2 minute read

Why PR isn’t a luxury – it’s a necessity

Are you wondering whether to engage in PR? Or, perhaps you’re considering reducing, or removing PR services from your institution altogether. If either of the above are true – particularly the latter – please do read on…

When budgets get tight and an institution looks to limit any frivolous outgoings, often the first thing to get cut is PR. And that is, perhaps, the biggest mistake to make.

Because PR is not a luxury service for your institution. It’s an essential one.

I know what you’re thinking; as a PR professional – particularly one working for an agency rather than in-house – of course I’d say any institution reducing or removing their PR budget is a mistake. But I’m not just looking to save my own skin here.

The simple fact is maintaining a well thought-out, responsive and consistent PR strategy is just as important to your institution’s development and growth as your marketing, sales and even finance strategies.

The biggest challenge the PR profession faces is a general misunderstanding both of its function (the prevailing stereotype of PR being nothing more than a series of cosy lunches and networking events) and of the return on investment it can provide.

So, let’s break it down

At its very core, PR connects your institution to the world around you. It amplifies and affirms your ideas, values, expertise and excellence beyond your established networks to capture a whole new audience, and with that comes new opportunities for growth and development.

Effective media relations can turn your Dean into a leading authority on the future of education, your students and alumni into advocates for your programmes and your faculty into thought leaders in their respective industries.

And doing this – and doing it right – can create real value.

What does this mean for your institution?

By regularly engaging with relevant, influential media outlets you are providing potential applicants with a better grasp of what your institution has to offer – beyond rankings and league tables – which bolsters your student recruitment efforts.

Supporting your faculty in sharing their expertise with national media and industry-focused outlets helps to solidify their reputations as influential industry experts, enhancing your institution’s reputation as a result. Additionally, being seen to support an engaged, visible and active faculty can also improve your staff attraction and retention levels.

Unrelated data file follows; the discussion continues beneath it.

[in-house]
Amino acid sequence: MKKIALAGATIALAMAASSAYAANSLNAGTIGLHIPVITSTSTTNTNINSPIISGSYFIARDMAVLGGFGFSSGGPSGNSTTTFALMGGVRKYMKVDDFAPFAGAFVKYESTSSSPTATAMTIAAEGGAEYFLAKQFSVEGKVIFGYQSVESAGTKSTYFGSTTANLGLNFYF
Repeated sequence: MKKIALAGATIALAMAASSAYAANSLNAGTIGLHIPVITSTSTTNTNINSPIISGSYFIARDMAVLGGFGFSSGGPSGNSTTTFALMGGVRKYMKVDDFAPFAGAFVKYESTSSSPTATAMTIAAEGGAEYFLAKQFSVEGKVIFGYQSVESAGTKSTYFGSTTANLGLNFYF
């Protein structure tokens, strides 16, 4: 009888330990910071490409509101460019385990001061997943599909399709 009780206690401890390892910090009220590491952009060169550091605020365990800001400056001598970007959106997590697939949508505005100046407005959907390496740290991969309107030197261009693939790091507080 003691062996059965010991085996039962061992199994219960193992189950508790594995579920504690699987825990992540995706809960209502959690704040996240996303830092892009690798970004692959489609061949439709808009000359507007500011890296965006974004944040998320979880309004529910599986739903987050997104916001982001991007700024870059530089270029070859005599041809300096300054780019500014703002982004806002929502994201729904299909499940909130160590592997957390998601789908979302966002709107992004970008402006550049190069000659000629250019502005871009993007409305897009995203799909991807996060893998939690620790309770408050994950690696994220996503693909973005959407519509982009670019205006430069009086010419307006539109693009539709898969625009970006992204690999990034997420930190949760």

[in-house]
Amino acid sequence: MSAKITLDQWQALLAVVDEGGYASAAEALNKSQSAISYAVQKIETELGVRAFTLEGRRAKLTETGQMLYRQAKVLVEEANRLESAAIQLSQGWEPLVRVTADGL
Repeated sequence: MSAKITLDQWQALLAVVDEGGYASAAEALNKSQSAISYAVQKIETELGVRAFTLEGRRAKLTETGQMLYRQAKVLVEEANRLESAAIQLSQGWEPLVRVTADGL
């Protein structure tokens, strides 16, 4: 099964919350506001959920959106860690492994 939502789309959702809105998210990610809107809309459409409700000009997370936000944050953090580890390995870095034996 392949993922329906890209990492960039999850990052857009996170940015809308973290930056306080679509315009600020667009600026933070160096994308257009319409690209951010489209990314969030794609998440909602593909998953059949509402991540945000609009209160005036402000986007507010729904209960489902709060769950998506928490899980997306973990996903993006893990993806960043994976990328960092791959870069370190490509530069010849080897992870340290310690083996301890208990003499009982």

Such activities can create additional opportunities for your faculty to speak at events and provide expertise to directly to industry associations and thinktanks.

For academics, harnessing the power of PR to share their research with a wider non-academic audience doesn’t only bring a pat on the back from colleagues, but also more citations of their published works in future.

Beyond traditional media, further supporting these efforts on social platforms can help generate further discussion and engagement with a global audience, helping to generate greater familiarity with, and respect for your institution.

The key tool an effective PR strategy provides is differentiation. In a competitive and crowded education market it’s a challenge to stand out from your peers. It’s standard practice for schools to invest in creating a slick, easy to navigate website and produce attractive, innovative marketing materials. A well-considered PR strategy enhances these efforts by securing a bigger, more engaged audience to share these resources with.

Whilst PR may not be a service whose results can be easily tracked in figures and numbers, it doesn’t take too much digging to be able to draw a direct link between media engagement and opportunities for growth. To fail to engage is to deny your institution the chance to shine.

So now you know that PR is a vital tool for growth, the next step is to consider whether to manage your media relations in-house or enlist the support of an external agency. We can help here too.

Here are just a few examples of the the type of results you can expect



If you'd like to find out more about how we could help, please get in touch.


Kerry RuffleAuthor: Kerry Ruffle


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